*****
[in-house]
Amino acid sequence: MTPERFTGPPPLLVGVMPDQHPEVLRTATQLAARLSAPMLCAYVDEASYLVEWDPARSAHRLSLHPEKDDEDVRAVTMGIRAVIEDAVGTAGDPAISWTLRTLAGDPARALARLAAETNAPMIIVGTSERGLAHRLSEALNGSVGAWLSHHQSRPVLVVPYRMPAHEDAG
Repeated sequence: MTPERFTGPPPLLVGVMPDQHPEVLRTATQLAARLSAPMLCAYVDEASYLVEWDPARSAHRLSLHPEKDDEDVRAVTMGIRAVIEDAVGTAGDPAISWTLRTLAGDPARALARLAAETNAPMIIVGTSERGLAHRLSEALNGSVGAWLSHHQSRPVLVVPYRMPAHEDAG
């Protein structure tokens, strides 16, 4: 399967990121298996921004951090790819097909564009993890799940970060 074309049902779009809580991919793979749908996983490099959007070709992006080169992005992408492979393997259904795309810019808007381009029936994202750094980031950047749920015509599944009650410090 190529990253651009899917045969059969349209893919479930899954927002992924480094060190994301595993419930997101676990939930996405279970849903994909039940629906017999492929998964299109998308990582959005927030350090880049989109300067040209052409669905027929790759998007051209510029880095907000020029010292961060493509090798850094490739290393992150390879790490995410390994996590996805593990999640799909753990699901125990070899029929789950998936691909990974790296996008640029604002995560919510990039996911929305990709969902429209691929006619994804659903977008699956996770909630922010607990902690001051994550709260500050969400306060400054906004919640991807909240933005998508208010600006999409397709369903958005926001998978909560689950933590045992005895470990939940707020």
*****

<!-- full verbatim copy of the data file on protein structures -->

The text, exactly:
[in-house]
Amino acid sequence: MTPERFTGPPPLLVGVMPDQHPEVLRTATQLAARLSAPMLCAYVDEASYLVEWDPARSAHRLSLHPEKDDEDVRAVTMGIRAVIEDAVGTAGDPAISWTLRTLAGDPARALARLAAETNAPMIIVGTSERGLAHRLSEALNGSVGAWLSHHQSRPVLVVPYRMPAHEDAG
Repeated sequence: MTPERFTGPPPLLVGVMPDQHPEVLRTATQLAARLSAPMLCAYVDEASYLVEWDPARSAHRLSLHPEKDDEDVRAVTMGIRAVIEDAVGTAGDPAISWTLRTLAGDPARALARLAAETNAPMIIVGTSERGLAHRLSEALNGSVGAWLSHHQSRPVLVVPYRMPAHEDAG
């Protein structure tokens, strides 16, 4: 399967990121298996921004951090790819097909564009993890799940970060 074309049902779009809580991919793979749908996983490099959007070709992006080169992005992408492979393997259904795309810019808007381009029936994202750094980031950047749920015509599944009650410090 190529990253651009899917045969059969349209893919479930899954927002992924480094060190994301595993419930997101676990939930996405279970849903994909039940629906017999492929998964299109998308990582959005927030350090880049989109300067040209052409669905027929790759998007051209510029880095907000020029010292961060493509090798850094490739290393992150390879790490995410390994996590996805593990999640799909753990699901125990070899029929789950998936691909990974790296996008640029604002995560919510990039996911929305990709969902429209691929006619994804659903977008699956996770909630922010607990902690001051994550709260500050969400306060400054906004919640991807909240933005998508208010600006999409397709369903958005926001998978909560689950933590045992005895470990939940707020």